As technology evolves, so do its characteristics. In the realm of computing, we’ve seen this transition from high MTTR (Mean Time to Recovery) with servers to low MTTR with cloud computing. MTTR measures the average time it takes to recover from a failure.

In the server-centric environment, a hardware failure could mean weeks or months before a new machine was purchased and installed, resulting in high MTTR. Conversely, in the cloud environment, recovery is as quick as making an API call, taking mere seconds, thus characterising it with a low MTTR.

The practices collectively known as DevOps, which emphasise rapid deployment and recovery, have both benefited from and co-evolved with the low MTTR characteristic of cloud computing. These modern practices contrast sharply with the more traditional ones that were tied to the older, high-MTTR infrastructure. Let’s add this evolution to our map to illustrate these pivotal shifts. (map link)

The map including co-evolution

The map I’ve described was a simplified version of one we used at Canonical (the company behind Ubuntu) in 2008, which played a key role in our rapid success in the cloud market.

Here’s a summary of what we understood at the time:

  1. The shift to cloud computing was inevitable because it represented a more evolved form of computing.
  2. Architectural practices were evolving alongside the technological changes. Although we didn’t yet have a name for these practices, we recognised they would eventually be labelled — later known as “DevOps.”
  3. The adoption of “DevOps” was unavoidable due to its integration with evolved computing forms. We knew our practices would need to adapt accordingly.
  4. Companies would face inertia, rooted in their existing investments and established practices.

These insights were crucial to our early entry into the cloud market, helping Ubuntu become a leading operating system in the cloud.

So, what does this have to do with maturity?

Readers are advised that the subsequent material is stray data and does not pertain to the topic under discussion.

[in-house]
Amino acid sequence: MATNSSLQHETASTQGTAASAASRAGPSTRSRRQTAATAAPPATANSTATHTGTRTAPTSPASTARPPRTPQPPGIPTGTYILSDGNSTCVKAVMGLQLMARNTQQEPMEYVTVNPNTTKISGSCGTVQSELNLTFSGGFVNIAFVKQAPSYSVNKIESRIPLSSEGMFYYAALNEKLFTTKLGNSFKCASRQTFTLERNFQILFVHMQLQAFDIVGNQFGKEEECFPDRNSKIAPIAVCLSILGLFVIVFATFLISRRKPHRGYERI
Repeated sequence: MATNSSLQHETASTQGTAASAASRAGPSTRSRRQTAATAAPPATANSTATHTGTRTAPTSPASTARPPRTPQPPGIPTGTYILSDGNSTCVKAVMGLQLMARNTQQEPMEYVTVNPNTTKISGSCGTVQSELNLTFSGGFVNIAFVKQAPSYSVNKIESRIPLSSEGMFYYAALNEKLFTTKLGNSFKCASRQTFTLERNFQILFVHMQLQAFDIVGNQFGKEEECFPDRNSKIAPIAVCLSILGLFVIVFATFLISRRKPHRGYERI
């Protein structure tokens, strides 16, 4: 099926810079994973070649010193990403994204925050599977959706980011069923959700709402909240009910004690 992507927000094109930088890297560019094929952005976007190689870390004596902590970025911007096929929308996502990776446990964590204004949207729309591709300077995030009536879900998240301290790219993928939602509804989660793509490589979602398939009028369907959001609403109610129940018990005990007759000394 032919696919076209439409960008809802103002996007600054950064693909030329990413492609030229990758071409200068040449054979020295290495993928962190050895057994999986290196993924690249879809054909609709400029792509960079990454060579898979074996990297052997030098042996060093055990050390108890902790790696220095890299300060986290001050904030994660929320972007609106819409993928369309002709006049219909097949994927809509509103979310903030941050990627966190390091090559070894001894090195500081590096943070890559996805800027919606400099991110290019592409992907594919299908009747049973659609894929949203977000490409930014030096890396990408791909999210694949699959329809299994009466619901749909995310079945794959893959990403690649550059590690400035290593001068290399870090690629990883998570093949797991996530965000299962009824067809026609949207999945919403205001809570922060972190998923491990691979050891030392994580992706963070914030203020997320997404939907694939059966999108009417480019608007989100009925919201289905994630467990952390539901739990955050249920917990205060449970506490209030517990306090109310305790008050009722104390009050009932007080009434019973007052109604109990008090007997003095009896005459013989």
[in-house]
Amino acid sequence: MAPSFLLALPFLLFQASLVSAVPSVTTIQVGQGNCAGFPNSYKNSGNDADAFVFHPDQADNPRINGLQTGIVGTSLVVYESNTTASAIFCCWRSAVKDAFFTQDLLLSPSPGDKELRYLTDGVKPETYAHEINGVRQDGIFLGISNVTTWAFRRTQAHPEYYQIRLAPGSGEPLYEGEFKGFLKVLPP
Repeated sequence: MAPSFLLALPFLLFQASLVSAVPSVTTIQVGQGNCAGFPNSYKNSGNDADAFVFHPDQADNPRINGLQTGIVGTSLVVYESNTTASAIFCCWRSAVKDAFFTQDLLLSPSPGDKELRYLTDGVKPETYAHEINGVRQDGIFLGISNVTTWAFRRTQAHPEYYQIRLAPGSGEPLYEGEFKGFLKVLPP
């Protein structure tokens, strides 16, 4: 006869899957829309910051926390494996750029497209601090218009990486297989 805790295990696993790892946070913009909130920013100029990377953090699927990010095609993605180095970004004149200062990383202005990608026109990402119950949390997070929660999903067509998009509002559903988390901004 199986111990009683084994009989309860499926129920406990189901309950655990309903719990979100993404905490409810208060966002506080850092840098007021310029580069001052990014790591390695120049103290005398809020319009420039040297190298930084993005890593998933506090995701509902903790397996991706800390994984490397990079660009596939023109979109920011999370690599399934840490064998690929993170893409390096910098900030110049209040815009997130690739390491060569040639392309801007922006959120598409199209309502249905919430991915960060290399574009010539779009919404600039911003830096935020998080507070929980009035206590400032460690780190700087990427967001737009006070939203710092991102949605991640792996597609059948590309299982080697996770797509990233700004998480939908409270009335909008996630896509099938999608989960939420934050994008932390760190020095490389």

“Mapping” from a maturity axis.

Let us take that last map and redraw it with an axis based upon maturity rather than evolution. There are so many types of maturity scales out there, that I’ll choose a generic — new to mature. If you do this then the map looks like the following. (map link)

Using maturity as the axis.

Here are a couple of important considerations when using a maturity-based “map”:

  1. The “map” does not indicate that computing will evolve into cloud technology; instead, it presents cloud as merely a “new” concept. Such a “map” might suggest sticking with the familiar and more mature servers. This perspective was common among CIOs in 2008, who believed they could choose to ignore cloud computing.
  2. The newer practices, which would later be known as DevOps, are simply shown as new practices. There’s no implied necessity to adopt them since the “map” does not suggest that cloud computing is a more evolved form of compute. Furthermore, without visible connections indicating a shift in technological characteristics, it’s easy to mistakenly think that these DevOps practices could apply just as well to traditional, non-cloud infrastructures, without recognising the co-evolution taking place.

“Mapping” from a maturity perspective will lead to stagnation in a rapidly evolving technological world. I knew this in 2008, having previously seen the problem and dismissed the use of maturity as a mapping axis back in 2004/05 due to these limitations.

So, why do people continue to use a maturity perspective in mapping, despite its risks?


One group particularly fond of the maturity mapping approach was vendors of traditional products. They disliked my style of mapping because it highlighted that:

a) Their product space was on its way to becoming commoditised.

b) Their customers should transition away from these aging products towards newer but more evolved technologies.

These vendors preferred to portray cloud computing as “immature,” suggesting that any emerging practices could still be effectively implemented on their mature, established products. Thus, they argued, organisations should continue purchasing their offerings. This narrative even evolved into promoting private clouds built using their products as a viable long-term solution, and later, the somewhat problematic concept of hybrid clouds emerged. Billions have been wasted on this.